E-deceleration time (ms) 142.49 ± 30.64 84.75 82.83–106.67 237.19 193.46–247.59
   Peak A (m/s) 0.50 ± 0.11 0.32 0.32–0.36 0.72 0.68–0.73
   E’ (m/s) 0.15 ± 0.04 0.08 0.08–0.09 0.28 0.21–0.29
   A’ (m/s) 0.11 ± 0.03 0.04 0.04–0.07 0.18 0.16–0.18
   S’ (m/s) 0.19 ± 0.04 0.07 0.06–0.12 0.28 0.24–0.29
M-mode
   IVSd (cm) 1.09 ± 0.13 0.83 0.82–0.90 1.33 1.29–1.33
   LVIDd (cm) 4.52 ± 0.30 3.87 3.83–4.08 5.12 5.05–5.12
   LVPWd (cm) 1.13 ± 0.14 0.88 0.87–0.94 1.49 1.38–1.51
   IVSs (cm) 1.44 ± 0.20 1.05 1.03–1.22 2.08 1.75–2.13
   LVIDs (cm) 3.30 ± 0.28 2.65 2.64–2.89 3.83 3.70–3.83
   LVPWs (cm) 1.54 ± 0.21 1.03 1.00–1.24 2.11 1.80–2.12
   Fractional shortening (%) 27.15 ± 3.59 20.85 20.68–22.69 35.95 33.69–36.22
   EPSS (cm) 0.53 ± 0.11 0.34 0.33–0.36 0.77 0.70–0.77
   TAPSE (cm) 1.57 ± 0.27 0.98 0.96–1.12 2.24 2.05–2.26
2-D
   IVSd (cm) 1.12 ± 0.12 0.89 0.88–0.93 1.34 1.29–1.34
   LVIDd (cm) 4.56 ± 0.32 3.85 3.80–4.15 5.37 5.09–5.39
   LVPWd (cm) 1.17 ± 0.12 0.92 0.91–1.00 1.49 1.34–1.49
   IVSs (cm) 1.46 ± 0.17 1.04 1.02–1.17 1.81 1.68–1.84
   LVIDs (cm) 3.36 ± 0.30 2.67 2.66–2.80 4.00 3.87–4.02
   LVPWs (cm) 1.56 ± 0.16 1.28 1.28–1.35 1.97 1.80–2.00
   Fractional shortening (%) 26.32 ± 3.45 19.91 19.83–21.54 34.53 32.09–34.65
   LV major (cm) 8.36 ± 0.55 7.09 7.03–7.48 9.48 9.11–9.51
   RVIDd (cm) 1.77 ± 0.27 1.23 1.23–1.31 2.14 2.11–2.14
   AV cusp (long axis) (cm) 2.28 ± 0.23 1.85 1.84–1.91 2.73 2.65–2.73
   LA major (cm) 4.39 ± 0.40 3.62 3.59–3.80 5.21 5.07–5.22
   Ao diameter (short axis) (cm) 2.59 ± 0.23 2.16 2.15–2.30 3.19 2.99–3.21
   LA diameter (short axis) (cm) 3.26 ± 0.30 2.54 2.51–2.72 3.76 3.68–3.77
   LA:Ao (short axis) 1.26 ± 0.09 1.10 1.09–1.12 1.44 1.42–1.44
   LV EDV (ml) 85.40 ± 19.07 43.76 42.04–58.02 126.84 113.71–129.36
   Indexed LV EDV (ml/kg) 2.25 ± 0.51 1.16 1.16–1.45 3.33 3.05–3.33
   LV ESV (ml) 34.40 ± 12.25 11.63 11.52–13.47 59.82 51.16–61.24
   Indexed LV ESV (ml//kg) 0.91 ± 0.33 0.30 0.30–0.33 1.55 1.39–1.58
   Ejection fraction SMOD (%) 60.46 ± 8.93 47.95 47.75–49.99 83.95 79.33–84.43
   LA area 2 chamber (cm2) 12.66 ± 2.03 7.83 7.49–9.71 19.11 15.58–19.52
   LA area 4 chamber (cm2) 13.45 ± 2.22 9.97 9.97–10.29 19.16 17.17–19.54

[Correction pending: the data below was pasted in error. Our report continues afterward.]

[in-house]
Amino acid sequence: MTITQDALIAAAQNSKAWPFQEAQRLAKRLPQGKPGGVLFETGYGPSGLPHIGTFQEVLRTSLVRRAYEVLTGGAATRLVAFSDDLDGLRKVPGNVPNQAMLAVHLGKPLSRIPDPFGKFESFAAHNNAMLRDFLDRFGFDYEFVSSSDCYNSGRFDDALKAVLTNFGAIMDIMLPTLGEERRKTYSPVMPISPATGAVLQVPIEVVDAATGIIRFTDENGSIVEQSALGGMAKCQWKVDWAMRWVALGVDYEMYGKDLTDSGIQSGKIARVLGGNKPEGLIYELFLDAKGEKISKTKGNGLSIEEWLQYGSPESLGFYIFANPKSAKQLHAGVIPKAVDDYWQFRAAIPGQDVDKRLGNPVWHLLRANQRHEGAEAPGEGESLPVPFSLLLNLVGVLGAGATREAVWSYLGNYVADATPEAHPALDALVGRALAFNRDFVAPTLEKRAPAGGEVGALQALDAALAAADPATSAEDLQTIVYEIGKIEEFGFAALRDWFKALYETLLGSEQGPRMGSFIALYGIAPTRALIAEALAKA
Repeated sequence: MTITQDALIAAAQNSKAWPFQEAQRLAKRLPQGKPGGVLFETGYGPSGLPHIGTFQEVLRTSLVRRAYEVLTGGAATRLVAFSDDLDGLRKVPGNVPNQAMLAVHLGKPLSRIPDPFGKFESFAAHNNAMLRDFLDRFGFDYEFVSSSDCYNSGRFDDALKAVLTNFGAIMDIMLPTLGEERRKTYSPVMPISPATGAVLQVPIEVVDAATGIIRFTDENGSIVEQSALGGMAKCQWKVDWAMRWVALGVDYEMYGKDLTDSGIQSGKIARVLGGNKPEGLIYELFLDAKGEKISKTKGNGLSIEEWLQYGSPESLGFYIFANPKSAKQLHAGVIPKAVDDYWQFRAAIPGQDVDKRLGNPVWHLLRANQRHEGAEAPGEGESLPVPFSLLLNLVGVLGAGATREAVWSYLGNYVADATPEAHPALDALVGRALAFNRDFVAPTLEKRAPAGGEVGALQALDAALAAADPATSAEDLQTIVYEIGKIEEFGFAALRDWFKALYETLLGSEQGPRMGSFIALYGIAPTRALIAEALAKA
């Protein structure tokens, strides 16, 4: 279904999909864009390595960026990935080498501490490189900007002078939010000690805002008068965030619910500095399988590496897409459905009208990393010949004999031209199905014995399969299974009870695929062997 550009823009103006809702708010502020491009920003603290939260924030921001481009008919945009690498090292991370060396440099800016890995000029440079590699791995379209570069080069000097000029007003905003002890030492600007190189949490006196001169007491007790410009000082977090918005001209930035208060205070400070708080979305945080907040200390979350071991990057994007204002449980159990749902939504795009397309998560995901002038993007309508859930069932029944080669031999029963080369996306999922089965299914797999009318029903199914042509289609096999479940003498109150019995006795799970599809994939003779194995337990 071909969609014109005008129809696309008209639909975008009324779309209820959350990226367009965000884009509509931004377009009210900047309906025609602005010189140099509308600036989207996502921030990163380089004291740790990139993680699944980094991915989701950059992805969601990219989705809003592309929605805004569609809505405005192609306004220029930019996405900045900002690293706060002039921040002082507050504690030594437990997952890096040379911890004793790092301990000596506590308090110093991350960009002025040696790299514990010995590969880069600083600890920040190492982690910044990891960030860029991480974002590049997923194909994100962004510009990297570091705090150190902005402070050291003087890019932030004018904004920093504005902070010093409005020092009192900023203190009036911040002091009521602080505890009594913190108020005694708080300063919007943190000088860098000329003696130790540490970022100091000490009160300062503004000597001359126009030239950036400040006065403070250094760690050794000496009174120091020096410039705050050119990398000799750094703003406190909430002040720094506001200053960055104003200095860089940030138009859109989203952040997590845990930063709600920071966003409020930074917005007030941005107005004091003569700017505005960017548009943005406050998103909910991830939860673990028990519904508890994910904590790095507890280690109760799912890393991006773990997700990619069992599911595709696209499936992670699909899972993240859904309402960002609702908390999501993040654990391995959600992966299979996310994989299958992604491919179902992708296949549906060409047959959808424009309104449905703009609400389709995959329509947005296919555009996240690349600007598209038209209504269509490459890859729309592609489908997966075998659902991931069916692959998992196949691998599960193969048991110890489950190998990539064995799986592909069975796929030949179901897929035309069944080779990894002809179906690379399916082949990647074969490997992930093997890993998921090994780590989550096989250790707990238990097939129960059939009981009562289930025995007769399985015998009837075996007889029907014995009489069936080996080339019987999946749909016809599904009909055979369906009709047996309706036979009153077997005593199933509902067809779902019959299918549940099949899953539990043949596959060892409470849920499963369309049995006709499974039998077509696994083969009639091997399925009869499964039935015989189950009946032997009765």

LA length 4 chamber (cm) 3.93 ± 0.42 3.15 3.13–3.38 5.04 4.66–5.07
   LA volume (ml) 36.87 ± 9.42 21.32 20.60–26.35 68.62 51.34–69.55
   Indexed LA volume (ml/kg) 0.96 ± 0.22 0.58 0.58–0.71 1.79 1.16–1.83

Measurements are presented as mean ± SD, with preliminary reference intervals and 90% confidence intervals of the lower and upper preliminary reference intervals provided.

RI = Reference interval.

See Table 1 for remainder of key.

Table 4

Echocardiographic values for normal female Borzoi.

Measurement Mean ± SD Lower female Borzoi RI 90% CI of lower RI Upper female Borzoi RI 90% CI of upper RI
Doppler
   AV Vmax (m/s) 1.45 ± 0.31 0.90 0.83–1.00 2.09 1.97–2.11
   PV Vmax (m/s) 1.09 ± 0.23 0.74 0.71–0.79 1.68 1.45–1.79
   IVRT (ms) 78.43 ± 12.21 51.44 49.48–57.96 99.31 97.46–102.76
   Peak E (m/s) 0.69 ± 0.13 0.48 0.47–0.50 1.03 0.90–1.07
   E-deceleration time (ms) 136.08 ± 32.17 76.94 75.77–91.71 231.95 184.33–236.05
   Peak A (m/s) 0.53 ± 0.15 0.29 0.26–0.34 0.91 0.79–1.07
   E’ (m/s) 0.14 ± 0.03 0.09 0.08–0.10 0.20 0.19–0.21
   A’ (m/s) 0.10 ± 0.03 0.06 0.06–0.07 0.18 0.15–0.21
   S’ (m/s) 0.17 ± 0.03 0.10 0.10–0.12 0.25 0.23–0.25
M-mode
   IVSd (cm) 0.99 ± 0.12 0.71 0.67–0.78 1.24 1.18–1.25
   LVIDd (cm) 4.32 ± 0.30 3.70 3.60–3.84 5.06 4.78–5.08
   LVPWd (cm) 1.03 ± 0.14 0.71 0.68–0.81 1.33 1.28–1.35
   IVSs (cm) 1.37 ± 0.18 1.05 0.99–1.08 1.80 1.65–1.80
   LVIDs (cm) 3.15 ± 0.28 2.46 2.27–2.68 3.75 3.52–3.77
   LVPWs (cm) 1.47 ± 0.19 1.08 0.96–1.14 1.84 1.77–1.84
   Fractional shortening (%) 27.23 ± 3.49 21.12 20.94–22.17 36.61 34.05–36.78
   EPSS (cm) 0.54 ± 0.17 0.30 0.28–0.33 1.07 0.76–1.45
   TAPSE (cm) 1.41 ± 0.22 0.96 0.89–1.06 1.87 1.76–1.93
2-D
   IVSd (cm) 1.04 ± 0.14 0.79 0.77–0.82 1.29 1.26–1.31
   LVIDd (cm) 4.34 ± 0.30 3.56 3.42–3.91 4.96 4.79–5.02
   LVPWd (cm) 1.09 ± 0.13 0.79 0.79–0.88 1.35 1.31–1.36
   IVSs (cm) 1.34 ± 0.19 0.90 0.78–1.04 1.69 1.63–1.71
   LVIDs (cm) 3.22 ± 0.30 2.53 2.21–2.69 3.75 3.61–3.80
   LVPWs (cm) 1.44 ± 0.18 1.06 1.03–1.14 1.87 1.72–1.93
   Fractional shortening (%) 25.79 ± 3.65 20.17 19.55–20.92 35.40 33.06–35.42
   LV major (cm) 7.79 ± 0.48 6.57 6.47–6.99 8.68 8.46–8.78
   RVIDd (cm) 1.63 ± 0.29 0.88 0.84–1.23 2.25 2.07–2.31
   AV cusp (long axis) (cm) 2.13 ± 0.20 1.74 1.68–1.79 2.56 2.43–2.59
   LA major (cm) 4.12 ± 0.36 3.44 3.26–3.60 4.85 4.73–4.92
   Ao diameter (short axis) (cm) 2.40 ± 0.19 2.05 2.00–2.13 2.80 2.72–2.80
   LA diameter (short axis) (cm) 3.02 ± 0.30 2.37 2.32–2.55 3.49 3.45–3.51
   LA:Ao (short axis) 1.26 ± 0.11 1.06 1.01–1.11 1.51 1.44–1.52
   EDV (ml) 69.05 ± 16.06 35.26 35.03–39.86 97.17 94.01–101.06
   Indexed EDV (ml/kg) 2.39 ± 0.58 1.10 1.08–1.25 3.42 3.04–3.55
   ESV (ml) 28.53 ± 9.04 10.72 8.17–47.61 47.61 41.72–52.61
   Indexed ESV (ml/kg) 0.95 ± 0.32 0.36 0.27–0.47 1.60 1.44–1.61
   Ejection fraction SMOD (%) 59.22 ± 6.47 50.02 47.94–51.57 76.80 70.23–77.32
   LA area 2 chamber (cm2) 11.17 ± 1.87 7.79 6.81–8.13 15.07 14.19–15.09
   LA area 4 chamber (cm2) 11.56 ± 1.79 8.20 7.92–9.13 16.29 14.93–17.07
   LA length 4 chamber (cm) 3.58 ± 0.38 2.90 2.76–3.06 4.32 4.20–4.50